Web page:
How do our bones get calcium and why do they need it?

by | Bone health

A woman in mid-life getting calcium for healthy bones

Emma Duncan, The University of Queensland; Kerrie Sanders, Australian Catholic University; Peter Robert Ebeling, Monash University, and Warrick Inder, The University of Queensland

Celebrity chef Pete Evans was reported recently as saying “calcium from dairy can remove the calcium from your bones”, and can worsen osteoporosis. The Australian Medical Association has expressed concerns that Evans is disseminating misinformation, and in so doing may endanger lives.

But this brings us to the question of how our bones get calcium, and why they lose it.

Calcium provides mechanical rigidity to bones and teeth, and 99% of the body’s 1kg of calcium is in the skeleton. Calcium is also essential for many other processes, including the function of muscles and nerves.

During periods of fasting, or if dietary calcium is in short supply, calcium is released from bone to maintain the critical level in the bloodstream needed for nerve and muscle function. If a shortage of calcium intake continues over time, bones are likely to become thinner and more porous, and, ultimately, more likely to break or “fracture”.

The calcium in the skeleton of a newborn baby has come from the mother and then from breast milk. But as the baby grows, more calcium will be needed. This can only come from dietary sources. Calcium is absorbed through the gut with the help of Vitamin D.

It then travels in the blood, with some eventually stored with another element, phosphorus, in bone crystals, which increase the strength of bone. Calcium remains there until it is required – for example, when the levels of calcium in the blood fall – when it is released. If the stores of calcium are released repeatedly, the bone becomes weak and thin.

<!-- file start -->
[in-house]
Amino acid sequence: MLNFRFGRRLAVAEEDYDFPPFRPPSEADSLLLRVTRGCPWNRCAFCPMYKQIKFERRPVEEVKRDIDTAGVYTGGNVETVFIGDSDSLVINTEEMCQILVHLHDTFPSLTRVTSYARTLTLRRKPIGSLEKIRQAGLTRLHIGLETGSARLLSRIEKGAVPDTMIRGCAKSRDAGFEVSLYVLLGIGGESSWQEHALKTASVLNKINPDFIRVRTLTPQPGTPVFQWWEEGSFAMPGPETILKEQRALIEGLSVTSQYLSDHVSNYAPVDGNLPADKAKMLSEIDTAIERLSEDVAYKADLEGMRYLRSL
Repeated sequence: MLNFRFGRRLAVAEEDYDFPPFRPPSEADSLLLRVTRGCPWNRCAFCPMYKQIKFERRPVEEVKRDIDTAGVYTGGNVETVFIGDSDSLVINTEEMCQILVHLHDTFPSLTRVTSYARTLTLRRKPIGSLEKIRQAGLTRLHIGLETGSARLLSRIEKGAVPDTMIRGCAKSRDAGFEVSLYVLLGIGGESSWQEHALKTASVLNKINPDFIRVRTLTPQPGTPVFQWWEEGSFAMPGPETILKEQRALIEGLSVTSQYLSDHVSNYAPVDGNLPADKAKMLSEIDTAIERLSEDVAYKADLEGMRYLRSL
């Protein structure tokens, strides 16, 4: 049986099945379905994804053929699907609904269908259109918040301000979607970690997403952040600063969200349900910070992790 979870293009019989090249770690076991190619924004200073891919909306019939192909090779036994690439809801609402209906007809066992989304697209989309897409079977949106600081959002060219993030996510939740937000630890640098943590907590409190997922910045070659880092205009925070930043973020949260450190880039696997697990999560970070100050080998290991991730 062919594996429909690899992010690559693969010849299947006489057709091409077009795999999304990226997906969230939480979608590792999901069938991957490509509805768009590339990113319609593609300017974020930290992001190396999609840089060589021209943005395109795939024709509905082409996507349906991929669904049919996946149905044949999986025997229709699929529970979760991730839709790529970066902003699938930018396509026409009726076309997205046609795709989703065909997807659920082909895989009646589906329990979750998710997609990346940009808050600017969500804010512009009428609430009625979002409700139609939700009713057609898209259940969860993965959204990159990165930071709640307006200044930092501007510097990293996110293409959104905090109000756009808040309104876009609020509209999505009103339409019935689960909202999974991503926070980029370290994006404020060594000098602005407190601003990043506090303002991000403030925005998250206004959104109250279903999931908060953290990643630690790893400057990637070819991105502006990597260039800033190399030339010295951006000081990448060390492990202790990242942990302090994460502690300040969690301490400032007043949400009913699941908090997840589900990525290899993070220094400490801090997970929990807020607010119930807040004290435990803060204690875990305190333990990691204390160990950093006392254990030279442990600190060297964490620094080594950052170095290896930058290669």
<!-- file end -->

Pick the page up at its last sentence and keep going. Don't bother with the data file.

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So the level of calcium in the blood each day reflects a balance between what is absorbed from the diet, released from bone and lost through the gut, kidneys and skin.

The loss of calcium through these organs is a normal part of the body’s metabolism (for example, calcium may be exchanged for other elements such as sodium, a component of salt). Absorbing calcium from the diet offsets these losses and allows the body to maintain overall calcium balance between what comes in and what goes out.

Exactly how much calcium is needed varies according to circumstance. For example, more calcium is needed at times of high skeletal activity, such as growth. Other examples of higher demand include pregnancy, breast feeding and menopause.

The recommended daily intake of a nutrient is that needed to meet the needs of 98% of the population. The current recommended daily intake for calcium in Australia and New Zealand for women aged 19 to 50 years and men aged 19 to 70 years is 1000mg/day.

The recommendations are slightly higher in children and adolescents (1000-1300mg/day) and in pregnant or lactating teenagers (1300mg/day).

On average, only about one third of calcium ingested is absorbed through the gut wall, though this can vary depending on other factors. These include how much vitamin D we have in our bodies, which actively increases calcium absorption.

Calcium absorption declines with age. So older people need calcium levels in their diet to maintain calcium balance. Calcium absorption also declines with menopause.